The question, “How do I get a vacation scheme and a training contract?” often comes up. So I thought I’d write answers to a few of the most asked questions – all within the realm of making a good impression when pursuing that coveted training contract offer. I have a series on how to proceed through the mammoth process here – with dedicated posts on face-to-face interviews, case studies, group exercises, video interviews and everything in between.
For a bit of background (and full disclosure), I applied to four vacation schemes in the second year of my law degree and was successful in two of my applications. I spent five weeks in total working back-to-back at both firms during the summer of my second year; one for three weeks, and one for two. I received training contract offers from both firms. I will do a more targeted piece with specific advice on how to convert your vacation scheme into a training contract, but for now here are four FAQs and their answers…
Q: How did you network and make a good impression on your vacation schemes?
A: I am not sure I “networked” in a formal way, but I made an effort to book in coffees/chats/lunches with trainees, associates and partners from different teams. This helped in two main ways: I got a more in-depth sense of the firm and the work they carried out, but with the added bonus that I met and chatted to a wider circle than I would have done.
The more people you meet, the more opportunities you have to discover the firm and for them to learn about and get to know you. I would recommend that you make use of every chance and reach out to people: if you are given a talk by a particular team make a note of their email and follow up after the session; if you are assigned a buddy, ask them to introduce you to someone in an area of interest. Don’t ignore alternative opportunities too: I organised a coffee with a Partner at Firm 2 who I had met previously but who was not involved with the vacation scheme; and someone in Firm 1 put me in touch with someone in Firm 2 who worked in a particular area of interest – and again, was not part of the vacation scheme. All of this cultivates a great impression to a potential employer – you show you are being proactive, trying to integrate and maximising your time at the firm.
Another way to easily make a good impression is to ask questions during sessions and talks – you show you are engaged, interested and unafraid to speak up. It goes without saying that completing work assigned to you, making sure to ask if you can help or if there is anything else you can do and being on time, polite and alert are all musts. I would also recommend bringing in some ‘thank you/goodbye’ treats at the end of your vacation scheme to share with your team – a sweet treat always goes down well, you show some personality and it’s a neat way to send an email directing people to a pile of cakes/donuts while also thanking them.
Q: What was the toughest question on your applications and how did you answer it?
A: “Based on your passions/interests – how do you feel about the possibility that you will spend a significant amount of work time making rich people richer?” [This question was chosen due to passion/interest/previous experience information in my application and C.V.]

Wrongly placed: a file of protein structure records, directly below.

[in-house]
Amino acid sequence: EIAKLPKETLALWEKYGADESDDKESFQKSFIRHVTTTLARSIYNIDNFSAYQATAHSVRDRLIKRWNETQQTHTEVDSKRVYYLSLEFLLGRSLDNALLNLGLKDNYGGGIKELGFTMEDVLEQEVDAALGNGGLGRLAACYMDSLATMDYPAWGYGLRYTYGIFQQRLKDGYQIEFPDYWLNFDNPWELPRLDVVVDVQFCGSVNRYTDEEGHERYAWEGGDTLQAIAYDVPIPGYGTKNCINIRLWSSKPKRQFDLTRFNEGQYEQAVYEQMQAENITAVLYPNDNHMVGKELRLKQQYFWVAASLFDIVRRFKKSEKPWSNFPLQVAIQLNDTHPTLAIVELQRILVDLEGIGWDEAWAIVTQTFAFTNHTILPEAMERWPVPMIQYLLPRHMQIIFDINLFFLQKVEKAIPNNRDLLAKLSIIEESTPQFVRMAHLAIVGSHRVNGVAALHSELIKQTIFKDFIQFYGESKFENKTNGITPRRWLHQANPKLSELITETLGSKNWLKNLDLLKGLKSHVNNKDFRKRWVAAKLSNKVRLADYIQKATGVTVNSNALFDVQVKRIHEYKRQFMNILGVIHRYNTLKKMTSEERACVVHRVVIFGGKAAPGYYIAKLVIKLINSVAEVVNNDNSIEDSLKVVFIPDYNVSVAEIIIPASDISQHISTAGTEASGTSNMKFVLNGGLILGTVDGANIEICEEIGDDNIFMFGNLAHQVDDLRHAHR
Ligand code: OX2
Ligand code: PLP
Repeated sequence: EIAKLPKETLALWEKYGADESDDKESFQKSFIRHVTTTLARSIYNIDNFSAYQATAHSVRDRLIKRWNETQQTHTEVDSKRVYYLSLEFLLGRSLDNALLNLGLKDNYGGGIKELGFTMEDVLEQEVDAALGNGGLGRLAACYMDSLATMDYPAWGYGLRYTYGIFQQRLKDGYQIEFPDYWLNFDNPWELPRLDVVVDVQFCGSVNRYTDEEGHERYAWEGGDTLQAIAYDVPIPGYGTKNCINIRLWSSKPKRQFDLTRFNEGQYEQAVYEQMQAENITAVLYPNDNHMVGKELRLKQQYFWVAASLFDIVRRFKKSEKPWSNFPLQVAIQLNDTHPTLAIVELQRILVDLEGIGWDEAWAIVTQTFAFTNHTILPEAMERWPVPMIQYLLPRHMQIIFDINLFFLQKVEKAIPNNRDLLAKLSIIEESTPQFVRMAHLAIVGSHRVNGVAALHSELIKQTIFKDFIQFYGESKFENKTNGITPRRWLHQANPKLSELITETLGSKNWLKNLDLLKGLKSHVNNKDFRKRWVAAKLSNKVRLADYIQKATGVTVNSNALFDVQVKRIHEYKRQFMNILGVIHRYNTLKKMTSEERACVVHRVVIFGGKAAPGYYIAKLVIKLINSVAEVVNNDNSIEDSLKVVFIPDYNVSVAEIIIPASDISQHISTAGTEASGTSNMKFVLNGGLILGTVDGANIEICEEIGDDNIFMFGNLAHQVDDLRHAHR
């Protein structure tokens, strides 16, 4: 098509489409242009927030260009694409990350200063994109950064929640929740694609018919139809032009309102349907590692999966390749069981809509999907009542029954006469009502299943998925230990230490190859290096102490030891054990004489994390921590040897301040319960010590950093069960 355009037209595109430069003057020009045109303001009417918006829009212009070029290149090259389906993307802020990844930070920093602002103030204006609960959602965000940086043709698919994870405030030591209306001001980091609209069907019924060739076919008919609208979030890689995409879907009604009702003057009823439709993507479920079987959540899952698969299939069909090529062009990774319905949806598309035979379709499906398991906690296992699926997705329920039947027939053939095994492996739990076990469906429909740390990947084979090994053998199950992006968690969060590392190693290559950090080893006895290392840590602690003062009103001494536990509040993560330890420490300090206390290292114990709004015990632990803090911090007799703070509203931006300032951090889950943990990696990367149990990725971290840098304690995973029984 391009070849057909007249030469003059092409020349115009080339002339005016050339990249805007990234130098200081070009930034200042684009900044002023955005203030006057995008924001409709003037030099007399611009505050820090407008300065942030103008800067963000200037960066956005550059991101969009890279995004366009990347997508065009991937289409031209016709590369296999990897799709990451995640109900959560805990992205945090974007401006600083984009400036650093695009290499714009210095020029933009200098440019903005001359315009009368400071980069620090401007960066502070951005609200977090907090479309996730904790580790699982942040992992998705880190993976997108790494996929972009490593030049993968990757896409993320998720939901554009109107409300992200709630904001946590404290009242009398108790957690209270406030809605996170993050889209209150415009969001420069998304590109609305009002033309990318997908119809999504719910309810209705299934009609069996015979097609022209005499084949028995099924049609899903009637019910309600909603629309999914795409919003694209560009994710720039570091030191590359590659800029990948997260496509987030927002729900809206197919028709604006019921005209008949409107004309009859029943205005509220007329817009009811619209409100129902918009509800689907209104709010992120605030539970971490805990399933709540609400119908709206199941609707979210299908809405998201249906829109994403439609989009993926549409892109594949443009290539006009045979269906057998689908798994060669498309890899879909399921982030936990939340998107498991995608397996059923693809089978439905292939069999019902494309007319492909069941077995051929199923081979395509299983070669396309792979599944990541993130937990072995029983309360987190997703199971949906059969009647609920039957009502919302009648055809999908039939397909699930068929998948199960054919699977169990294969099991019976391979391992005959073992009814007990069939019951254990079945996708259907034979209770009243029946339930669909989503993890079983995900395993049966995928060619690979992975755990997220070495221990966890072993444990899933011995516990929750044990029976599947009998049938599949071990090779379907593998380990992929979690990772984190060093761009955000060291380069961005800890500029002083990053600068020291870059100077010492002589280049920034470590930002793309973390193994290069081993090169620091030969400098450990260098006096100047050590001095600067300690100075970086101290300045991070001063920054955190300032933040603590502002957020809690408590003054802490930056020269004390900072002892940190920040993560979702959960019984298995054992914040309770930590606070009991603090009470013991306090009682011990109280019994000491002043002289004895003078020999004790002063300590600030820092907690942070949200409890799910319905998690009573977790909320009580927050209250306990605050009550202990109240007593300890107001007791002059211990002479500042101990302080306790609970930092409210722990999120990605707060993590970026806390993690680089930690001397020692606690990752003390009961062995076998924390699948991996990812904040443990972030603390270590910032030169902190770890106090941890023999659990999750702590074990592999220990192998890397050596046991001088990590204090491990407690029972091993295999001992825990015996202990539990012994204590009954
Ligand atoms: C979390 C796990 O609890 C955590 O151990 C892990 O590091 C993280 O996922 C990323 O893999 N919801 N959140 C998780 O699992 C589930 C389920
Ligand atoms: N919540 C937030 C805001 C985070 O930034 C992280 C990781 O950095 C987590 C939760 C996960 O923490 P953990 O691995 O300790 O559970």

This was asked in one of my pre-vac scheme face-to-face interviews and it was a question I had not prepared for or expected. I found it to be an incredibly insightful question, and it was something I had wondered myself but (unhelpfully for me) not considered the answer to. I took a couple of seconds to gather my thoughts (don’t be afraid to do this), took a breath (very key) and was honest (even more key). I said that my position was that: who was it for me to say that someone who is wealthy or owns a big business deserved legal representation less than someone who doesn’t have a budget for advice? Anyone asking for help lacks the ability to help themselves, for whatever reason. I said it would be hypocritical of me to advocate access to justice, the right to a fair trial, equal representation, etc. but then turn up my nose at helping the wealthy and privileged. I also said that helping people and companies with more resources has a trickle-down effect – they pay taxes, they employ people, they often have social enterprise or charity budgets, etc.
I was happy that I was honest, and that my answer was representative of how I genuinely felt. It also provided me with an insight into myself. I didn’t know I had that particular view until I was asked. Don’t underestimate the value of interviews in showing you your own thoughts and motivations.
Q: What do you think made you stand out in your applications?
A: This is always very hard to answer. However, I think it is important to show your personality, that you own your individual journey, you have variety of thought, that you display an ability to self-start and that you are ready for the realities of work.
Q: What one piece of advice would you give aspiring lawyers trying to land a training contract?
A: I have a series about how to get a training contract here and also include three top tips here, but if I had a single piece of advice it would be to know yourself and to not be afraid to show who that is throughout the process. That way, if you get an offer at the end of it all, that offer will be based on who you really are, not some mythical paragon of virtue or a distorted version of who you think the firm are looking for. It’s a two-way process and if you haven’t been yourself then it may stifle your golden opportunity to find out if the firm is the best fit for you, and vice versa.
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